Invasion by non-native plant species is one of the greatest threats to prairie, savanna, and oak woodland habitats of the Willamette Valley-Puget Trough-Georgia Basin (WPG) ecoregion. Invasive plants can modify the diversity, structure, and function of natural habitats. Effects from non-native invasions have contributed to the decline of many native species found on Pacific Northwest prairie and oak habitats. Even with aggressive management, these unique habitats are severely impacted by nonnative plant invasions. Without management, native species diversity will continue to decline rapidly. Here we provide a list of invasive plants that have extensive detrimental impacts on prairies, savannas, and oak woodlands throughout the ecoregion as a resource for land managers. We provide technical descriptions for the most highly invasive shrubs, grasses, and forbs, current best management practices, and an outlook for the future. When available, we document results from experimental trials. Much of the information presented is based on field observations from experienced land managers. Invasive plants will continue to be a management priority in the WPG for the foreseeable future. Working cooperatively from an ecoregional perspective to track occurrence, develop and implement effective management, and monitor progress is the best platform for successful restoration of the prairies, savannas, and oak woodlands in the WPG ecoregion.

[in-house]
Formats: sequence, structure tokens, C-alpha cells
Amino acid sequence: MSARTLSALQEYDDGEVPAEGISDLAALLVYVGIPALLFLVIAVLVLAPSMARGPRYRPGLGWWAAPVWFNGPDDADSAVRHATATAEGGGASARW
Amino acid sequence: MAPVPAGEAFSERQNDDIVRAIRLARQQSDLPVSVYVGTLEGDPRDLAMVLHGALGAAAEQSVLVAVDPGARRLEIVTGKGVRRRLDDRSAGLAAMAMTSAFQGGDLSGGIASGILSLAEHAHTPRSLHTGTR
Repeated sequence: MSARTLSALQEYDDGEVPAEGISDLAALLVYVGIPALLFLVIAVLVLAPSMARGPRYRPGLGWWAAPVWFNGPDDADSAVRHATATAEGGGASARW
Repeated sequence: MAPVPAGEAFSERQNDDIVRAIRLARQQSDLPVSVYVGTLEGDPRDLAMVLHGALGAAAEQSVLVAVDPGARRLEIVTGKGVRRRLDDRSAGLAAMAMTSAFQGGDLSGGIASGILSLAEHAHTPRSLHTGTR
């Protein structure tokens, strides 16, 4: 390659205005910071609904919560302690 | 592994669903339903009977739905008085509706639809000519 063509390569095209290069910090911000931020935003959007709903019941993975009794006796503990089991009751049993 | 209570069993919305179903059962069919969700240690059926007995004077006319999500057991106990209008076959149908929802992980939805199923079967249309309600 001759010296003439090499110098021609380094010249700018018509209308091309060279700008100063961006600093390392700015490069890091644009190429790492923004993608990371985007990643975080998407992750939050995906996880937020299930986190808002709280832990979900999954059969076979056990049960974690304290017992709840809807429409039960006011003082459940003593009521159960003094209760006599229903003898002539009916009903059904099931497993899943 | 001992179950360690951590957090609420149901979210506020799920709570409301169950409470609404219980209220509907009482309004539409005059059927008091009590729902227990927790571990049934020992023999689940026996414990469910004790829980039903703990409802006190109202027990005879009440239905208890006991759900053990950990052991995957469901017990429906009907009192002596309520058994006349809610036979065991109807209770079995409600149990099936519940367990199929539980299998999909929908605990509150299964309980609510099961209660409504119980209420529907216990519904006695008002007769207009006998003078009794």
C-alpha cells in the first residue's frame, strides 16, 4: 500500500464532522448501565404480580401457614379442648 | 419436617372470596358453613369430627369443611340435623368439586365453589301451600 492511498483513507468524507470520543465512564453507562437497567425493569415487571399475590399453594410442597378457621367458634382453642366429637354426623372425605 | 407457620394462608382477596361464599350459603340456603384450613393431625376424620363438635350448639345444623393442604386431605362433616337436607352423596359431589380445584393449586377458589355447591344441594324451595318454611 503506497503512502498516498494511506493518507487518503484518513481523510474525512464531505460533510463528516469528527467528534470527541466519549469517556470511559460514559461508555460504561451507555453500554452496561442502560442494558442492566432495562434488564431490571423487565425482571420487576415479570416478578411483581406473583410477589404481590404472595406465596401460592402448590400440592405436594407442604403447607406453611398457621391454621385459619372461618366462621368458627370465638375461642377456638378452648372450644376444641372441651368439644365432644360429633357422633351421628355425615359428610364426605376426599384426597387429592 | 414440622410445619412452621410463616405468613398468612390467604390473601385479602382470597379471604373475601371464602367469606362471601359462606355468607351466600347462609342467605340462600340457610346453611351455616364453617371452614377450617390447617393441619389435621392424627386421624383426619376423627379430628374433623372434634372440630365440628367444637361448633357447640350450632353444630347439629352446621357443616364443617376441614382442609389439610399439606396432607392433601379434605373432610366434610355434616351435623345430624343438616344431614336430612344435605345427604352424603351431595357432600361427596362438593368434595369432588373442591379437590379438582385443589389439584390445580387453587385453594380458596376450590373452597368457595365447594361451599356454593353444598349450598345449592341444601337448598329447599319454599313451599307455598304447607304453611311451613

For more articles from the Spring 2011 issue of Northwest Science please refer to the link below:
The Future of Restoration and Management of Prairie-Oak Ecosystems in the Pacific Northwest